We don't have that in our country
May 13, 2010 9:06 PM   Subscribe

Cul-de-sac is a new independent film (trailer, briefly NSFW) by London-based directors Ramin Goudarzi Nejad & Mahshad Torkan. It tells the story of Kiana Firouz, a filmmaker, actress, and lesbian activist who fled Iran after authorities learned of her attempt to make an underground documentary about the lives of Iranian gays and lesbians. According to this interview, Firouz didn't write the film, but plays herself. Earlier this month, her asylum petition was allegedly denied. The denial shouldn't have been surprising according to statistics in a report (pdf) by the UK Lesbian and Gay Immigration Group, which states that the refusal rate for lesbians and gay men is as high as 98-99%. Although the Home Office claims it takes the sexual orientation of asylum seekers into consideration, laws which permit deportation of gay and lesbian asylum seekers have recently been challenged in the supreme court.
posted by treepour (10 comments total) 6 users marked this as a favorite

Given the existence of dramatically underpopulated regions all over the world, I'm always somewhat fascinated that skilled labor is not accepted, even sought, given a requirement to live somewhere for some period of years.
posted by effugas at 1:16 AM on May 14, 2010

Looks like a tedious film... but then, it's a tedious fucking regime.

I read the intro and conclusions of the report - and I'm wondering what special / sensitivity training means in this context. Asylum (even visas) are fraught with problems not just of class and gender; it's a fairly problematic concept to begin with.

My very close Iranian friend fled across the border to Pakistan soon after he graduated from art university. He was with an old friend of his, who applied to the UN (if memory serves) for political asylum, pretending to be gay and persecuted for being so. (He asked my friend to take some "gay pictures" with him - man I would pay top dollar for those shots today!) The faux homosexual friend got asylum and is today happily married and successful in Canada - he even visits Iran now. My friend (who did not pretend to be gay) was denied and went back to Iran in a few months, did his military service, and is still (several years later) knocking about various countries in South Asia on student visas, trying to never go back. He's thirty and already exhausted, and for the first time is seriously considering going back and settling in his homeland, because he doesn't have the money to go to Europe nor the drive or linguistic skills to seek work in South Asia.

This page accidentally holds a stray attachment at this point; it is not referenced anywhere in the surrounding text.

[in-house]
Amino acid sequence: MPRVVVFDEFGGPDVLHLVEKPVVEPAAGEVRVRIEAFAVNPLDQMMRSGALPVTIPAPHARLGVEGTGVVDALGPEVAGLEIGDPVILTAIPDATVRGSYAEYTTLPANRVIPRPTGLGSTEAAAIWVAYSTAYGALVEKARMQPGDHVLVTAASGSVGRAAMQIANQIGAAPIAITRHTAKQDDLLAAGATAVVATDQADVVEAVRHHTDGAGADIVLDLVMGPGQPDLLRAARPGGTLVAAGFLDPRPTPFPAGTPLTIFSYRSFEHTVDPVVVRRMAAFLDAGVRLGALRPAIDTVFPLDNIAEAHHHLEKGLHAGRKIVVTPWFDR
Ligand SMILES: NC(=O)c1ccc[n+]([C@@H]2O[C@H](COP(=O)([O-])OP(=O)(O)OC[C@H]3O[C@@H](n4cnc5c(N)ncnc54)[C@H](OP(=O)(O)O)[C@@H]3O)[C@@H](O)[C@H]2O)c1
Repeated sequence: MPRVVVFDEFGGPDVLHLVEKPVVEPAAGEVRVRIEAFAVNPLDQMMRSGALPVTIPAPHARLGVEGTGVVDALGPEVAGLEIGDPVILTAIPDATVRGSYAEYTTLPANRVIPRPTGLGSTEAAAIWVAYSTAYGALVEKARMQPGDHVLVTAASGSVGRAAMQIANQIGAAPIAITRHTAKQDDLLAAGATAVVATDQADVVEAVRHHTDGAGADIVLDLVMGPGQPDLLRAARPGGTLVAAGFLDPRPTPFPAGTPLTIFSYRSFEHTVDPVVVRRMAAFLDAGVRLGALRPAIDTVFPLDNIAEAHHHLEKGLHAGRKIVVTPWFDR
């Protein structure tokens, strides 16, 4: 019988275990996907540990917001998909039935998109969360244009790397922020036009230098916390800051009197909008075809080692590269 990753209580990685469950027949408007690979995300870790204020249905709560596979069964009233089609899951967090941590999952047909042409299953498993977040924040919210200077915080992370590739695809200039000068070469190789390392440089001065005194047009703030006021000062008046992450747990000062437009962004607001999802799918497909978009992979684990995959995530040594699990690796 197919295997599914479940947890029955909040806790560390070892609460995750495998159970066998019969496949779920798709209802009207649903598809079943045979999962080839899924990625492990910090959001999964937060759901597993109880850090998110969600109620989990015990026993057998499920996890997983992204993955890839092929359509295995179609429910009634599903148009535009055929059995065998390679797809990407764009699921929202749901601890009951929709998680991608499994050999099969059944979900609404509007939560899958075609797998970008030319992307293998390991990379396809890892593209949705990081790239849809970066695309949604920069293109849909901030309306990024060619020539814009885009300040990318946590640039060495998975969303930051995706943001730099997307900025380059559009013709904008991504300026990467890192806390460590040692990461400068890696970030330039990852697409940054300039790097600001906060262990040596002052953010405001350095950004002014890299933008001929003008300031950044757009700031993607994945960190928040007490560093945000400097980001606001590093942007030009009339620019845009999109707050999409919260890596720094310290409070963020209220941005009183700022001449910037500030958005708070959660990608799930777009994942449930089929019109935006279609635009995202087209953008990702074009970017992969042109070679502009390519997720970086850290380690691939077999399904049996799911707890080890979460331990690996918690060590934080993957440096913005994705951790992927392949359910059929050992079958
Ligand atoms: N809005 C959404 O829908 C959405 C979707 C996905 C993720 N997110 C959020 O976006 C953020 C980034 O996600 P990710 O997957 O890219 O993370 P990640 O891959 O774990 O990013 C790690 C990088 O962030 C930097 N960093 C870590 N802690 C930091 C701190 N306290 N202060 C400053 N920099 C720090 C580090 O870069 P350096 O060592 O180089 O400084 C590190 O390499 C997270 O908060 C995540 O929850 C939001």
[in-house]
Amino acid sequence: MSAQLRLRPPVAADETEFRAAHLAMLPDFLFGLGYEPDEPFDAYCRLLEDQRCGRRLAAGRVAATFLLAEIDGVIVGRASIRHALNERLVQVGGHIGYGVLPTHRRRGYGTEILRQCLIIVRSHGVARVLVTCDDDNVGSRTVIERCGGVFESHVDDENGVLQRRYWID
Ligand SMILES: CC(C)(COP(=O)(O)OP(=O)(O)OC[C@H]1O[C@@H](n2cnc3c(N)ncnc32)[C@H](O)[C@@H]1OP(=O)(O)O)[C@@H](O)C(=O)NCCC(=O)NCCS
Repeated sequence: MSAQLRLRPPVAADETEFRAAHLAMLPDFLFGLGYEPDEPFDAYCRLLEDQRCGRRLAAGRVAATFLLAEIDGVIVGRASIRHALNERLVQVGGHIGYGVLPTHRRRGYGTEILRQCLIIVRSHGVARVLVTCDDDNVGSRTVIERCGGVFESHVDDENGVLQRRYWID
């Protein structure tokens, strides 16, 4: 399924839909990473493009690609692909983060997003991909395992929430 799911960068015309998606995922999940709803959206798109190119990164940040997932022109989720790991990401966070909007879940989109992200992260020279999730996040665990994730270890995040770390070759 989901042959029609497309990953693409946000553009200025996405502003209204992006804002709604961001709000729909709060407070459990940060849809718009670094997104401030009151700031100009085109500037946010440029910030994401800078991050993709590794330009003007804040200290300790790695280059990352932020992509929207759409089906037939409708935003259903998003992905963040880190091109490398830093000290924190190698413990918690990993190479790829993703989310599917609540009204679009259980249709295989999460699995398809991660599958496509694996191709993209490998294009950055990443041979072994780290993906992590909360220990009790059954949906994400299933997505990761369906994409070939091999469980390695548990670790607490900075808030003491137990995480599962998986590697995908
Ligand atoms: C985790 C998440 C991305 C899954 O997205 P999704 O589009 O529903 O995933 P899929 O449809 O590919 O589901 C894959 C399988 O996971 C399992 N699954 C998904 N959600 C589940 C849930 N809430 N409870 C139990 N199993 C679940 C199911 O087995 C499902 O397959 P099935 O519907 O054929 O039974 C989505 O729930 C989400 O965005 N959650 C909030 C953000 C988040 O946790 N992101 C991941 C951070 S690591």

What I mean is, sexuality is a difficult to talk about, culturally defined thing - for the asylum seeker and for those who judge whether it makes a sufficient case. How do you prove homosexuality and persecution, while being discreet enough to survive in your homeland (when) you're denied? Is an Iranian gay woman more or less persecuted than a woman who is found to be "disloyal" to her husband and faces the death penalty? Many young people (not just homosexuals) find it intolerable to live in Iran and impossible to leave; men can't even travel outside until they've finished their military service, and of course money is always an issue for anyone who wants to make it in a foreign land.

Truth, freedom, persecution, harassment - all these things are difficult to successfully calibrate on any kind of objective scale. While the statistics of the report are compelling, even upsetting, the solutions it suggests seem to me fairly simplistic.
posted by mondaygreens at 1:29 AM on May 14, 2010

I really dislike it when filmmakers (or bands, for that matter) are either too lazy to check to see if a title's been used before or if they're too dense to care.
posted by item at 2:08 AM on May 14, 2010

Although the Home Office claims it takes the sexual orientation of asylum seekers into consideration

Well, yeah. But how are they considering it, hmm?
posted by Sys Rq at 4:35 AM on May 14, 2010

It's probably worth pointing out that while it appears the British government doesn't see someone being forced to live in the closet for fear of harassment or personal safety a valid reason to grant an asylum claim (which, in itself, is inhumane enough IMO), there is absolutely no chance Firouz could even attempt to live in the closet after appearing in this film. it seems to me that her participation in this film would likely make deportation an immediate death sentence.
posted by treepour at 1:18 PM on May 14, 2010

Cameron has spoken in favor of granting gay refugees asylum before. Since this story has suddenly gone viral (Firouz is currently overwhelmed with requests from journalists), maybe he'll have to make good on those words.
posted by homunculus at 2:16 PM on May 14, 2010

Related post.
posted by homunculus at 2:18 PM on May 14, 2010

I really dislike it when filmmakers (or bands, for that matter) are either too lazy to check to see if a title's been used before or if they're too dense to care.

The Persian title, Bonbast (بن بست), can also be translated as "stalemate" or "dead end".
posted by Gordafarin at 5:01 PM on May 14, 2010 [1 favorite]

Iranian actress Kiana Firouz fears film of her life ends in death
posted by homunculus at 9:03 AM on May 20, 2010

Islamists, their victims, and hypocrisy: On the day we allowed two al-Qa'ida members to remain, two other young people waited for the police to see them, and hand them over to men who will kill them
posted by homunculus at 9:04 AM on May 20, 2010

« Older "You know there's a perfectly good brisket back at...  |  September 9th, 2011. Mark it o... Newer »

This thread has been archived and is closed to new comments